Review Summary: Great release from a great band, give it multiple spins, let your ears adjust to the obscurity, and above all keep the love and the good recommendations going!
Well I suppose its now been long enough to get going on this grossly misunderstood LP from what is now perhaps the most criticized band in the indie scene (for whatever reason we like to pretend we can know what Kevin Barnes is thinking, which, lets be honest is likely not something anyone should care to truly understand). The reality is that with the passing of Bowie us indie-die hard fans are feeling a little lost and the world seems more tumultuous then it did in the 1990s. Kevin Barnes (dare I say it) tends to remind me of an ever evolving new-wave Bowie; this is not a new idea by the way just look at any article on of Montreal from 2007-2009 and you'll hear that comparison quite a bit. Problematically, we'd all love to "be inside the mind of a singer-songwriter" but this is just not possible. Therefore, why not just sit back and listen to the music? Can we continue to berate a man who has released more albums now than many bands have in their entire career? Are the lukewarm receptions to this LP a cognitive lapse, a non-listening review, or merely a spur for Kevin to get back to doing the same *** he was doing ten years ago? I'll posit that this review is less about the album itself and more about the nature of how we see music, or, more importantly; what drives us to make snap-judgments?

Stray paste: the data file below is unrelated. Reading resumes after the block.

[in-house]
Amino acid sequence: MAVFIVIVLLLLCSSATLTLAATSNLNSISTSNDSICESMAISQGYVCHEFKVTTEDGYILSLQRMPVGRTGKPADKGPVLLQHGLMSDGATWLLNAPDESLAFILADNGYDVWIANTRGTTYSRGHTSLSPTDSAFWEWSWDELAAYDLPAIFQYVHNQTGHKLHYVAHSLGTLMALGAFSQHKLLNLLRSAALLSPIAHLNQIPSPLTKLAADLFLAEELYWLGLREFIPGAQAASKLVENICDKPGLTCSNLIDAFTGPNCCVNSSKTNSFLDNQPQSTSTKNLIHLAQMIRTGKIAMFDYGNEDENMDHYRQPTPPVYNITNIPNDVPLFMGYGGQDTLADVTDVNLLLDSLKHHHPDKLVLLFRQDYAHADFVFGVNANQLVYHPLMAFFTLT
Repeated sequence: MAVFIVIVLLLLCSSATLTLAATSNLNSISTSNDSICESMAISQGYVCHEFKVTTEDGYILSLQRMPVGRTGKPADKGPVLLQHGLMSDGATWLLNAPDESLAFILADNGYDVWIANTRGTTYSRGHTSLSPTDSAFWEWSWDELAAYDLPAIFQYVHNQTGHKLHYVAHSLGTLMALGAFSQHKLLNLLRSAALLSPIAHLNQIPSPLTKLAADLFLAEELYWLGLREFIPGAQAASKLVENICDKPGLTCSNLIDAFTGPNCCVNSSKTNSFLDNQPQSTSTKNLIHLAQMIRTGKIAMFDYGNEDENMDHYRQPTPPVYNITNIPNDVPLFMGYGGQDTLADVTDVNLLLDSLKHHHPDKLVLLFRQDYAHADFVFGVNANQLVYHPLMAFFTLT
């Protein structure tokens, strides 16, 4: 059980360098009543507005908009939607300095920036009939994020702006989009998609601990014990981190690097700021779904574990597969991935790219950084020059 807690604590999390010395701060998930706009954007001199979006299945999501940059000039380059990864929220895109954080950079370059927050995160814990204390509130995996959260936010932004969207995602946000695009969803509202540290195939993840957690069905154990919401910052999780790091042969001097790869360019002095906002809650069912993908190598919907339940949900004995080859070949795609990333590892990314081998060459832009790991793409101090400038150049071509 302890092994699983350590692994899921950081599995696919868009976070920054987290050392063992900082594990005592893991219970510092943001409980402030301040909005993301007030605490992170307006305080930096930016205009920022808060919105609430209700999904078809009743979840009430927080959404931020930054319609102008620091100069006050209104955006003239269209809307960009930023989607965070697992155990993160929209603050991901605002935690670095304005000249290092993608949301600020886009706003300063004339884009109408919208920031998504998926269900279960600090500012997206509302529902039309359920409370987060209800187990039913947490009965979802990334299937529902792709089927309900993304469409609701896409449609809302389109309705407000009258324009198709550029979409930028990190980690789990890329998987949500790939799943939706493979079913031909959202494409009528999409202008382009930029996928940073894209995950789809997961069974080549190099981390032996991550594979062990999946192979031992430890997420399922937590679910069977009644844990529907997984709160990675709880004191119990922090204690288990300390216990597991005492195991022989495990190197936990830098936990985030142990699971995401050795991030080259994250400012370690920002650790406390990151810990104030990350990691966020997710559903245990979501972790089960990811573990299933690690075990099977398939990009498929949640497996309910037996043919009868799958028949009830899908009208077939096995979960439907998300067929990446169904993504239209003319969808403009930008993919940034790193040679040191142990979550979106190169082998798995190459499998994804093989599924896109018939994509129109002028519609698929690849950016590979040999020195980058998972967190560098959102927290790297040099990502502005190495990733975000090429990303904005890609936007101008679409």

That's enough banter though so lets dig in to the change in direction. Pop-oriented malady mixed with confused 90s guitar rock. Sound familiar? Not, really. That is the essence of an evolving band on the right track. Not one of us can even begin to comprehend what the next LP will sound like because, in all honesty, of Montreal has yet to make the same record twice; we've no reason to expect that to change. So let us, the sputnik brethren, juxtapose the concept itself of self-awareness mixed with mounting anxiety. Few cannot relate to this and to me that is precisely what makes this a great, if not more varied than anything else Kevin has released. I'd honestly five this but it, like all of Montreal albums, demands multiple listens. First time it will make no sense, second spin likely even less sense, but after that third try I dare you to get the stellar opener, the off-beat single, or some of the more guitar-driven rock fest, grungy tracks out of your head for the next few days. This is a complex album. Give it some time and you will thank yourself later.